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Intro to Ratios

The content provides a comprehensive guide on understanding and solving ratio problems, a crucial aspect of the GRE exam preparation. It covers the basics of ratios, different ways to present ratio information, solving ratio problems using proportions, and applying scale factor for elegant solutions.
  • Ratios can compare part to part or part to whole, and are presented in their simplest form on the GRE, which does not indicate the absolute size of the groups involved.
  • There are four common ways to present ratio information: p to q form, fraction form, colon form, and idiom form, with fraction form being the most useful for mathematical operations.
  • Solving ratio problems often involves setting two equivalent fractions (a proportion) equal and solving for the unknown, with scale factor providing a shortcut for calculations.
  • Understanding the concept of scale factor is crucial for efficiently solving problems involving differences or sums within ratio questions.
  • Ratios of part to whole and ratios involving three or more terms are also discussed, highlighting the importance of portioning and the application of ratios in more complex scenarios.
Introduction to Ratios
Applying Scale Factor in Ratio Problems

Q: Can you explain what a scale factor is? In the problem with boys and girls, why do we take 7n - 3n?

A ratio problem may give us ratios and one or more absolute amounts. A ratio tells us about the ratio, but we don't know the absolute amounts.

By using a scale factor, we can "convert" a ratio in absolute (I mean the actual) amounts.

Let's take this problem.

The ratio of boys to girls is 3/7. Great, so I know that for every 3 boys, there are seven girls. But that doesn't tell me the actual amounts I need.

But I make a scale factor "n" and say the number of boys is 3n and the number of girls is 7n. Notice I have preserved the ratio. I just tagged an "n" onto the end of the numbers in the ratio. But now, these are actual amounts. While 3 and 7 were just part of the ratio of boys to girls, 3n is the actual number of boys and 7n is the actual number of girls.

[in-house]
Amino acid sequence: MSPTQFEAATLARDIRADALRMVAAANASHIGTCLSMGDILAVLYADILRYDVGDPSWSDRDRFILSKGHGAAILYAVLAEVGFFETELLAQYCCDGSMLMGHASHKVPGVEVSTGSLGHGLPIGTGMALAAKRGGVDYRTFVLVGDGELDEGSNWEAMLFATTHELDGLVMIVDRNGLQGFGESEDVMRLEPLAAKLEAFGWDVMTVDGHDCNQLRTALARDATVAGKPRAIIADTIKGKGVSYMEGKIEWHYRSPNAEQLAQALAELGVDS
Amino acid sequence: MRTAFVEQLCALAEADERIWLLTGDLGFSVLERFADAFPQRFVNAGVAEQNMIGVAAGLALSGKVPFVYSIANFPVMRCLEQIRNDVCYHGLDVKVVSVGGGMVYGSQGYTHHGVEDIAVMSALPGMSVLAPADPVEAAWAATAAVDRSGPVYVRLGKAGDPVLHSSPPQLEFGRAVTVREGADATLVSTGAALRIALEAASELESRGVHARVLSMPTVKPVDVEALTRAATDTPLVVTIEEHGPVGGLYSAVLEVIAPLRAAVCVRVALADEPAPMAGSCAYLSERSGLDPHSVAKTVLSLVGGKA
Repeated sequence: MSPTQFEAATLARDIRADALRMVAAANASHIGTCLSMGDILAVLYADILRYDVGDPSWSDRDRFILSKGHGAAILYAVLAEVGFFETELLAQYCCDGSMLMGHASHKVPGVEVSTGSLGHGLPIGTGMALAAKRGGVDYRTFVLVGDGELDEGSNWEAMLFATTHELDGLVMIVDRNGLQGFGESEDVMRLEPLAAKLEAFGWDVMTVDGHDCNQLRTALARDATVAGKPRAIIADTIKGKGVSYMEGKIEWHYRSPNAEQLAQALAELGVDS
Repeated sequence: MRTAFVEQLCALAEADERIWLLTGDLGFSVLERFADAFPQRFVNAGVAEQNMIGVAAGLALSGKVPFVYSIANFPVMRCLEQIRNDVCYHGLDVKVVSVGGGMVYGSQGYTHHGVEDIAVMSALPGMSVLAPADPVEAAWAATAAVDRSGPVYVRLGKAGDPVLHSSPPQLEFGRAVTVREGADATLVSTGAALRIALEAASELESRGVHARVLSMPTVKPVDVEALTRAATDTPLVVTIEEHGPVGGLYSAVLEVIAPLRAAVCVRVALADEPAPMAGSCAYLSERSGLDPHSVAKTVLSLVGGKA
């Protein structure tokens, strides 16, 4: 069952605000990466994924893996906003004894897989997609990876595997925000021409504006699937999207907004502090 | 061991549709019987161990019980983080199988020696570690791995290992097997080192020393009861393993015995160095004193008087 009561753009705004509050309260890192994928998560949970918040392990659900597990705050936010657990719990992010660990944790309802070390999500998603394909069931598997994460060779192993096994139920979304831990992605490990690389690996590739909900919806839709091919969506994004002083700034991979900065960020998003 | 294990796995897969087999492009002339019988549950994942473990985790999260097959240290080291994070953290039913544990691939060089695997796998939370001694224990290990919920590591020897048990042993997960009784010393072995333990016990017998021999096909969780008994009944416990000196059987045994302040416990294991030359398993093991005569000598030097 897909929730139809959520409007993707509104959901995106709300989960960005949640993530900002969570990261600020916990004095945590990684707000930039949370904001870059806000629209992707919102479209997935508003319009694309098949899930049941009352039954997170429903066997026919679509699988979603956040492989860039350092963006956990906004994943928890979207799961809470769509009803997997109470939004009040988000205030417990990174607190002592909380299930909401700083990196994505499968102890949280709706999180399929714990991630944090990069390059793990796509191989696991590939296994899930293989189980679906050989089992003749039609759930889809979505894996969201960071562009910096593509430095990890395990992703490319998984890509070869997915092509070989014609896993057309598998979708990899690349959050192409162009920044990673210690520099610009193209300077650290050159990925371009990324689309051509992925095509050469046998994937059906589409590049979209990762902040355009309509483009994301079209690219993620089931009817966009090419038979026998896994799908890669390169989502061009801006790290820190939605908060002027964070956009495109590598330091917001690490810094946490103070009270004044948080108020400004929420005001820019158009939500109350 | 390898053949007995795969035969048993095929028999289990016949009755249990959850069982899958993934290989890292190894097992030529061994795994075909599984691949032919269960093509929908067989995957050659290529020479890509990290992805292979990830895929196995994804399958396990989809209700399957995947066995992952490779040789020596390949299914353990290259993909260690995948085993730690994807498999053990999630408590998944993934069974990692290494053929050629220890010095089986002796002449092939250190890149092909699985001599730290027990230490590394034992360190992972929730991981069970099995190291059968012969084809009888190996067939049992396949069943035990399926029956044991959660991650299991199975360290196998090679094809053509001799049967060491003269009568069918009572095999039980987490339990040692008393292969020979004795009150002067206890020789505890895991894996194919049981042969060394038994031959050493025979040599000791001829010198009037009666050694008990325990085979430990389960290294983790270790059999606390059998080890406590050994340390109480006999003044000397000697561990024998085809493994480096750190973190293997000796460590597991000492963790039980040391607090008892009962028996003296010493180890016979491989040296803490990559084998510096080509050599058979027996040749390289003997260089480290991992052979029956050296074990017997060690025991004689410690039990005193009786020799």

You may say: So what? We don't know what n is!

Right! But these actual amounts 3n and 7n may be useful in setting up an equation.

And if we can set up an equation and solve for n, then we know the exact number of boys and girls!

So let's set up an equation:

There are 32 more girls than boys.

Girls = 7n Boys = 3n

"Boys + 32 = Girls"


32 = Girls - Boys

32 = 7n - 3n

32 = 4n

n = 8

So n = 8 is the scale factor. And know we know the girls is 7n = 7(8) = 56 and the boys is 3n = 3(8) = 24.

We call it a "scale factor" because it relates the ratio to the actual numbers.

A scale factor isn't the only approach or always easiest approach, but it's often a good way to work with these problems.

Q: Can you explain the last problem? Why do we add the parts?

We are told each part of concrete is made up of cement, sand, and gravel in the ratio of 1:2:3

So we have:

cement : sand : gravel 1 : 2 : 3

The point of a ratio is to compare things using equal parts.

This ratio of 1:2:3 tells me that for every 1 part of cement, I have 2 parts of sand and 3 parts of gravel. All of these parts are equal, and make up the concrete.

1 + 2 + 3 = 6

So for every 1 part of cement, I have 5 other parts of sand and gravel, and a total of 6 parts of concrete.

Why do we have 6 parts and not 1 part concrete? Well, say each part is 1 kg and we have 1 kg cement, 2 kg sand, and 3kg gravel. If we mixed these together, would we get 1 kg of concrete? No -- we have mixed together 6kg total of materials. It would not make sense to mix 6 kg of materials and end up with 1 kg of concrete. We know  have a 6kg mixture of concrete.

Going back to "parts," we can see that sand makes up 2 of the 6 total parts in each part concrete. We mixed 2 parts sand with other ingredients to get 6 parts concrete.

That's why we can say:

sand : concrete = 2 : 6

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